Let X be a non-projective non-reduced scheme and let D be an effective Cartier divisor on X. Why is D disjoint from $Ass(\mathcal{O}_X)$? In other words, why can't reduced points lie in the support of any effectice Cartier divisor?

The question comes from trying to understand Kleimann's example of a non-projective, non-reduced scheme for which there is not a bijective correspondence between Cartier divisors and line bundles.

Thanks in advance for any insight.


If $x$ is point in the support of $D$, then $D$ is defined locally at $x$ by a regular element in the maximal ideal $m_x$ of $O_{X,x}$. If $x$ is an associated point, then, by definition, $m_x$ doesn't contain any regular element, contradiction.

  • $\begingroup$ The nice answer of Georges reminds me add the hypothesis $X$ is (locally) noetherian. $\endgroup$ – user18119 Sep 4 '12 at 22:23

We can reduce to the definition of an effective Cartier divisor $D$ on the scheme $X$, which is a closed subscheme $D\subset X$.
Such a divisor is locally defined on an affine open subset $U= Spec(A)\subset X$ by $U\cap D= V(f)$ where $f\in A$ is not a zerodivisor .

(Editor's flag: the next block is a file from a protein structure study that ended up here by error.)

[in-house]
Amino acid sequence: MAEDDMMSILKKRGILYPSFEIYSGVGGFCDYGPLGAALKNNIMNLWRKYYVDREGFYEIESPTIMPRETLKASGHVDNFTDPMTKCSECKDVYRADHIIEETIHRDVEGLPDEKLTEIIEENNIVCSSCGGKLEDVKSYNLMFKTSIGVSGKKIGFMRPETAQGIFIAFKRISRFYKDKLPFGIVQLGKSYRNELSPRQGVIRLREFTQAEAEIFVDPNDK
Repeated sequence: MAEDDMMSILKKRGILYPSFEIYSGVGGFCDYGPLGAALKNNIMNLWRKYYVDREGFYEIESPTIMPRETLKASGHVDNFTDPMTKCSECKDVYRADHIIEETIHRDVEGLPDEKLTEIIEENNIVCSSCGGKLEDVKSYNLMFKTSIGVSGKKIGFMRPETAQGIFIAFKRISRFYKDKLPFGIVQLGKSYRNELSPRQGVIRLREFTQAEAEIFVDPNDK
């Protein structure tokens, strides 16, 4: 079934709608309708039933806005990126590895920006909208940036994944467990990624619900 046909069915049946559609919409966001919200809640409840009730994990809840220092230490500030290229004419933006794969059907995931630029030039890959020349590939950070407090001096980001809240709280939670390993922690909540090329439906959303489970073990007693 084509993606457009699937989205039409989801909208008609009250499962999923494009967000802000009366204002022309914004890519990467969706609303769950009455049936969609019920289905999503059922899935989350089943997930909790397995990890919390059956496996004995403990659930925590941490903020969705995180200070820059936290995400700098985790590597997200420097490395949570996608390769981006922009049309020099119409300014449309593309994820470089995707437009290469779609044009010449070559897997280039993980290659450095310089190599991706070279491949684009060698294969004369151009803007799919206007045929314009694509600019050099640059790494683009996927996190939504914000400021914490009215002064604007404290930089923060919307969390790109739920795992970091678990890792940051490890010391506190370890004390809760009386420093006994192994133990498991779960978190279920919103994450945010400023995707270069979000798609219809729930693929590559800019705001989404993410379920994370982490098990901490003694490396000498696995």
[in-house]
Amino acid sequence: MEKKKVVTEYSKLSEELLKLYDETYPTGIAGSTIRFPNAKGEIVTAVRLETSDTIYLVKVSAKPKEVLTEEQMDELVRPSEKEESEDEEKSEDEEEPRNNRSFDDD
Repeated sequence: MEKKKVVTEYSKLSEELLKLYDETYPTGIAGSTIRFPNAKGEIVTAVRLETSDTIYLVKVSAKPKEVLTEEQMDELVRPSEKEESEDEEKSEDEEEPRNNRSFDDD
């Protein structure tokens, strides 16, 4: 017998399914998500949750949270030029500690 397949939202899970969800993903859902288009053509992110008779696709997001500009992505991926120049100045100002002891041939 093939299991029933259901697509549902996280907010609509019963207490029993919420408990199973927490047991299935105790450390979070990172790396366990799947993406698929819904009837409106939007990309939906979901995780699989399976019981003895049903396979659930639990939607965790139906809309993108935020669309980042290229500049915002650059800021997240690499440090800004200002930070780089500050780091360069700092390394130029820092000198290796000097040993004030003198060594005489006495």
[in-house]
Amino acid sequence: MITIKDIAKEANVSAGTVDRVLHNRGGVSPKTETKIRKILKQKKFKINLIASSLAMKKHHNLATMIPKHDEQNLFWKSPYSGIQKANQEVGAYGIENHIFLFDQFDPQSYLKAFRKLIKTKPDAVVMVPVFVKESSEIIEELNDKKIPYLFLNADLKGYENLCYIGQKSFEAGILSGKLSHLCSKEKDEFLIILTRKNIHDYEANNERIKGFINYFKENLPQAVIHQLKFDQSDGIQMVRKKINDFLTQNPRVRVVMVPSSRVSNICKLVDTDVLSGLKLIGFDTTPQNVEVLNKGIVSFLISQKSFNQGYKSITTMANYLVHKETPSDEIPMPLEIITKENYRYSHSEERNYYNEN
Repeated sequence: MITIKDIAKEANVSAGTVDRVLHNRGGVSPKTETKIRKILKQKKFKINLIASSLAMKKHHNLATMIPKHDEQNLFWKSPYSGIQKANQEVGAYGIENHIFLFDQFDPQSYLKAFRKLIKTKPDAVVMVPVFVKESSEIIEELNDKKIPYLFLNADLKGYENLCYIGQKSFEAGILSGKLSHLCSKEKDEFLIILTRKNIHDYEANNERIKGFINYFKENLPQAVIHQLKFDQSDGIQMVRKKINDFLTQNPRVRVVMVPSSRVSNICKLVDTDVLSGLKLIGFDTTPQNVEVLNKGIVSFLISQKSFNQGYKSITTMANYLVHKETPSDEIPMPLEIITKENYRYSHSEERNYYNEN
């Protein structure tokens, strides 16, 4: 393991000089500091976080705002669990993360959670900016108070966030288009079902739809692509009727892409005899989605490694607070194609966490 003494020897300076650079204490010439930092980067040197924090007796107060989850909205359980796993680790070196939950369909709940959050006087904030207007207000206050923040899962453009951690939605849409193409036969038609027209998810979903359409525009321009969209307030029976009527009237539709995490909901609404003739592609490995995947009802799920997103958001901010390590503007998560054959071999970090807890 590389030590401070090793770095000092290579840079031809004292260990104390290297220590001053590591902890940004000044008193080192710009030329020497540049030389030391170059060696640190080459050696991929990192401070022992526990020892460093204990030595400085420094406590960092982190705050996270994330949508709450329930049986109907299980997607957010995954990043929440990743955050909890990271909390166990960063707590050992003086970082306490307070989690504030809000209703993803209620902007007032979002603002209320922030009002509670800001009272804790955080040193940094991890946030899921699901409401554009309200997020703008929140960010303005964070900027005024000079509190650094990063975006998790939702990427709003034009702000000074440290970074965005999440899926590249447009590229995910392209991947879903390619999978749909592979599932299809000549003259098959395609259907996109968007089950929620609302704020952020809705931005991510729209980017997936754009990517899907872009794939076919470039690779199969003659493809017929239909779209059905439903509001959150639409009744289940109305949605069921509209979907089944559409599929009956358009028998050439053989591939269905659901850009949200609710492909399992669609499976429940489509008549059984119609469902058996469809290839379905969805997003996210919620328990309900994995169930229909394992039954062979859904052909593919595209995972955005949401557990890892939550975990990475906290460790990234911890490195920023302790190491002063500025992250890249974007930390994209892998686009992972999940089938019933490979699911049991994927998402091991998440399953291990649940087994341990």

To conclude you have to remember that if the ring $A$ is noetherian its zero divisors are exactly the union of its associated primes (Atiyah-Macdonald Prop.4.7) : $$Zdiv(A)=\bigcup_{\mathfrak p\in Ass(A)} \mathfrak p=\bigcup_{\mathfrak p\; \text {a minimal prime}} \mathfrak p$$

This definition of Cartier divisor has many advantages.
In particular we have $dim(D)\lt dim(X)\:$ (if $dim(X)\lt \infty $) and this would be violated with a less stringent definition of "divisor":
For example take for $X$ the cross $X=V(xy)\subset k[x,y]=\mathbb A^2_k$ ($k$ a field).
If you allowed $D=V(\bar x)\subset X$ as a Cartier divisor, you would have $dim(D)=dim(X)$: this is the punishment for allowing a zero divisor like $\bar x$ (with $\bar x \bar y=0)$ to define a Cartier divisor.

  • $\begingroup$ $\dim(D)<\dim(X)$ if $\dim(X)$ is finite :). $\endgroup$ – user18119 Sep 4 '12 at 11:23
  • $\begingroup$ Dear QiL, you are of course right: corrected. $\endgroup$ – Georges Elencwajg Sep 4 '12 at 12:10

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